Missed that it was the March for Life yesterday. Too busy myopically focusing on my own progeny, and complaining about everything. Read that it was brilliantly attended, though I didn’t see much in the news. I guess the impending government shut down was far more interesting. And also, I didn’t really ‘read the news,’ I scrolled around the Internet, which I like to pretend is the same thing, but isn’t. But I did find this funny and clever long article which you should read all the way through. Here is a little taste,
I have been thinking for some days, as I always do around the time of the March for Life, that being too comfortable makes life into a terrible tragedy. The more materially and physically comfortable you are, the more likely you are to think you are the center of universe, which turns you into the slow burning narcissist that we all probably are, whether diagnosed or not. And when you are the center of the world, it becomes psychologically difficult, to put it mildly, to accommodate the existence of other people, most of all children. Your very identity as a person is thrown into confusion. So then you have to sort of run around and either over identify yourself with your children, so that you lose your personhood, or Pinterest your life and over identify as a mother, or sullenly reject the whole enterprise by identifying as someone who drinks a lot of wine and lets the children go wild–I’m just scrolling through Facebook memes in my mind here. The one thing that rarely happens is being relaxed and comfortable with motherhood–handling a baby with ease and joy, standing by to watch the mystery of childhood unfold without becoming an insecure emotional disaster.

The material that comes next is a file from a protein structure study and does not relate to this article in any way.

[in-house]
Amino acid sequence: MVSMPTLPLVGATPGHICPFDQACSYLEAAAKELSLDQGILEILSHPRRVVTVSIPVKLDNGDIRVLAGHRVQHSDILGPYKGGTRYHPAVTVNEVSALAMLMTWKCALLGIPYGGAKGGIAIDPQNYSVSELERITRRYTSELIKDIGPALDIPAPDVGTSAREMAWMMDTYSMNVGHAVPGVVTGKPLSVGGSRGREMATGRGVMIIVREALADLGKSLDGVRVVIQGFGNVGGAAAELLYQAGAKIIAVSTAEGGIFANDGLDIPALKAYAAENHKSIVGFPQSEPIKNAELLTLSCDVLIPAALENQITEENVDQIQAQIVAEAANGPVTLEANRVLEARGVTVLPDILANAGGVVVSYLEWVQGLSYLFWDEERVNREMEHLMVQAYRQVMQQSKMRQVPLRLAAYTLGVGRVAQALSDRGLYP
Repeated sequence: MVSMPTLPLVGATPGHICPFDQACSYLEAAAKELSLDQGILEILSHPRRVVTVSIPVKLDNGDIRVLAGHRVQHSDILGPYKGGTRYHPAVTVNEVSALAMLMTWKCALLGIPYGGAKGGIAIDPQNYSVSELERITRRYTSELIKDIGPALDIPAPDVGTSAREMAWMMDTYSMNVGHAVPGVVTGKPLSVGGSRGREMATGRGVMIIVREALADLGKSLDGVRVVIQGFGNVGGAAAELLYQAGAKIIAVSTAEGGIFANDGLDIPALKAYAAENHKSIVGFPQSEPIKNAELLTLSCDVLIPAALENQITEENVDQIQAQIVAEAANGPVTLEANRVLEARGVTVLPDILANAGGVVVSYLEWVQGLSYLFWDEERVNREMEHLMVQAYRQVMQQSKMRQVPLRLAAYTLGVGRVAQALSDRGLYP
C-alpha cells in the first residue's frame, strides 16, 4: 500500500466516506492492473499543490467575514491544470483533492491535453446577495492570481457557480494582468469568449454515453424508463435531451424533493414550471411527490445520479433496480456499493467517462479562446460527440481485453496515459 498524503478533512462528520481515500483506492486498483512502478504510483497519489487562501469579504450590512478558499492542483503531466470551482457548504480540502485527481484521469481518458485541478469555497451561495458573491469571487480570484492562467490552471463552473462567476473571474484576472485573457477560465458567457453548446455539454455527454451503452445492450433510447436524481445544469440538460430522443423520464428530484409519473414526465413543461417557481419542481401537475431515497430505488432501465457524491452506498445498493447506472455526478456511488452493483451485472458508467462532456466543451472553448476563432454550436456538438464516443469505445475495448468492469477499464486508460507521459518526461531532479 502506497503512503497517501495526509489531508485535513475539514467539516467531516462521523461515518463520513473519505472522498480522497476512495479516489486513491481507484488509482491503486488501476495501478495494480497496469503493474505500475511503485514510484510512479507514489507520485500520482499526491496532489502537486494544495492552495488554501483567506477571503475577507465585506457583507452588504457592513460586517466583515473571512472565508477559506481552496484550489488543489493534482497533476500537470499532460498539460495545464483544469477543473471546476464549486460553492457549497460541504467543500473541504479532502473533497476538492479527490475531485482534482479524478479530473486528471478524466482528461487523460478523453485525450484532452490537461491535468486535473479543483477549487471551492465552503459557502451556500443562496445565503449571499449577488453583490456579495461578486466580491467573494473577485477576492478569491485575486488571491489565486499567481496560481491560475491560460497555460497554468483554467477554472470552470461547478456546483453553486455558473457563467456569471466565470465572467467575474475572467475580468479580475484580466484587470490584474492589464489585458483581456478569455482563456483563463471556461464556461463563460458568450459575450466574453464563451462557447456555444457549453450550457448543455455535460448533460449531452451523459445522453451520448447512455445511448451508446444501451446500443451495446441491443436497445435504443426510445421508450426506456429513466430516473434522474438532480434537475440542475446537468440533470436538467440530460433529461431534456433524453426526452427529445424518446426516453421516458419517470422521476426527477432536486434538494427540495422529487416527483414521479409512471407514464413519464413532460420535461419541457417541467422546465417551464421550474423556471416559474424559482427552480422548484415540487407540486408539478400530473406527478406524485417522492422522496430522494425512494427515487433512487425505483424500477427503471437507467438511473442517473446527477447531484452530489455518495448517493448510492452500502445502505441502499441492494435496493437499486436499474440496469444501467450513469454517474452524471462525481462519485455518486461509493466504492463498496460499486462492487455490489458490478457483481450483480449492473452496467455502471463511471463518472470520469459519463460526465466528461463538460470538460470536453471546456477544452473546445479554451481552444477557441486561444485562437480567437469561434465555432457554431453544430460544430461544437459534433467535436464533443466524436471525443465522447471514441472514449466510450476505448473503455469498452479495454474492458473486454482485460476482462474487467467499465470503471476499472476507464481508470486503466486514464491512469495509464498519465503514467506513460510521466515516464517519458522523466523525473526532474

But such mysteries begin to disperse when you realise that baby advice isn’t only, or perhaps even mainly, about raising children. Rather, it is a vehicle for the yearning – surely not unique to parents – that if we could only track down the correct information and apply the best techniques, it might be possible to bring the terrifying unpredictability of the world under control, and make life go right. It’s too late for us adults, of course. But a brand-new baby makes it possible to believe in the fantasy once more. Baby manuals seem to offer all the promise of self-help books, minus the challenges posed by the frustratingly intransigent obstacle of your existing self.
Every so often I run into some who relaxes into motherhood in the delightful way of ages gone by. The baby is passed around and coos and smiles and you look into the mother’s eyes and don’t see depths of unease and anxiety. I’m pretty sure I was Not that kind of mother, though maybe time and suffering are beating it into me.
Anyway, I’m sure the apocalypse will cure our narcissism. Until then, my aim is to keep putting the ‘fun’ back into dysfunctional.